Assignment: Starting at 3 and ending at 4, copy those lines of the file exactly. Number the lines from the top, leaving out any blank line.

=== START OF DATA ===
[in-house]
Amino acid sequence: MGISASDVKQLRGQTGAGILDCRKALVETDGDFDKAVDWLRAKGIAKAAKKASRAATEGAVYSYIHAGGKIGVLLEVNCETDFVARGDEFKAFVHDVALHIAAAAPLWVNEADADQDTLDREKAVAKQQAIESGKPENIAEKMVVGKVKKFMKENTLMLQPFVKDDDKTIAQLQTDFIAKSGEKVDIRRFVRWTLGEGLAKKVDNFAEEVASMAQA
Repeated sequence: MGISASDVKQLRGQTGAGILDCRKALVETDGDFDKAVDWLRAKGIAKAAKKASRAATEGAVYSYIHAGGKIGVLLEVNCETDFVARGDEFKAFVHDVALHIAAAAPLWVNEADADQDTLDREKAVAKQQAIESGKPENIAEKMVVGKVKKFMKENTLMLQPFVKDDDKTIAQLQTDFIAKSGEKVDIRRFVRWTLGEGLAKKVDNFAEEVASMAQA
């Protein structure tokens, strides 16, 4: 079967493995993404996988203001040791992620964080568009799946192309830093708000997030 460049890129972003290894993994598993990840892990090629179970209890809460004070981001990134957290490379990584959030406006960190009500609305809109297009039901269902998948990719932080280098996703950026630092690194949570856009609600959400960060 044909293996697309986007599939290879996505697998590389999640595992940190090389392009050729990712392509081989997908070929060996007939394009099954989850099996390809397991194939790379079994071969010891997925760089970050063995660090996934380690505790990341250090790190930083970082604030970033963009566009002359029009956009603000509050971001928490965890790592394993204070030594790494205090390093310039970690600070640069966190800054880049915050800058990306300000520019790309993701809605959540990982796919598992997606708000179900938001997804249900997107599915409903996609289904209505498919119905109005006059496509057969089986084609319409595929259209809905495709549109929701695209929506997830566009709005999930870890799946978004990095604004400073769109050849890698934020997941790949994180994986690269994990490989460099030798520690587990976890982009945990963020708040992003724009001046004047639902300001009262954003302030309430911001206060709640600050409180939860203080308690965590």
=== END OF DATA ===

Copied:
Repeated sequence: MGISASDVKQLRGQTGAGILDCRKALVETDGDFDKAVDWLRAKGIAKAAKKASRAATEGAVYSYIHAGGKIGVLLEVNCETDFVARGDEFKAFVHDVALHIAAAAPLWVNEADADQDTLDREKAVAKQQAIESGKPENIAEKMVVGKVKKFMKENTLMLQPFVKDDDKTIAQLQTDFIAKSGEKVDIRRFVRWTLGEGLAKKVDNFAEEVASMAQA
């Protein structure tokens, strides 16, 4: 079967493995993404996988203001040791992620964080568009799946192309830093708000997030 460049890129972003290894993994598993990840892990090629179970209890809460004070981001990134957290490379990584959030406006960190009500609305809109297009039901269902998948990719932080280098996703950026630092690194949570856009609600959400960060 044909293996697309986007599939290879996505697998590389999640595992940190090389392009050729990712392509081989997908070929060996007939394009099954989850099996390809397991194939790379079994071969010891997925760089970050063995660090996934380690505790990341250090790190930083970082604030970033963009566009002359029009956009603000509050971001928490965890790592394993204070030594790494205090390093310039970690600070640069966190800054880049915050800058990306300000520019790309993701809605959540990982796919598992997606708000179900938001997804249900997107599915409903996609289904209505498919119905109005006059496509057969089986084609319409595929259209809905495709549109929701695209929506997830566009709005999930870890799946978004990095604004400073769109050849890698934020997941790949994180994986690269994990490989460099030798520690587990976890982009945990963020708040992003724009001046004047639902300001009262954003302030309430911001206060709640600050409180939860203080308690965590």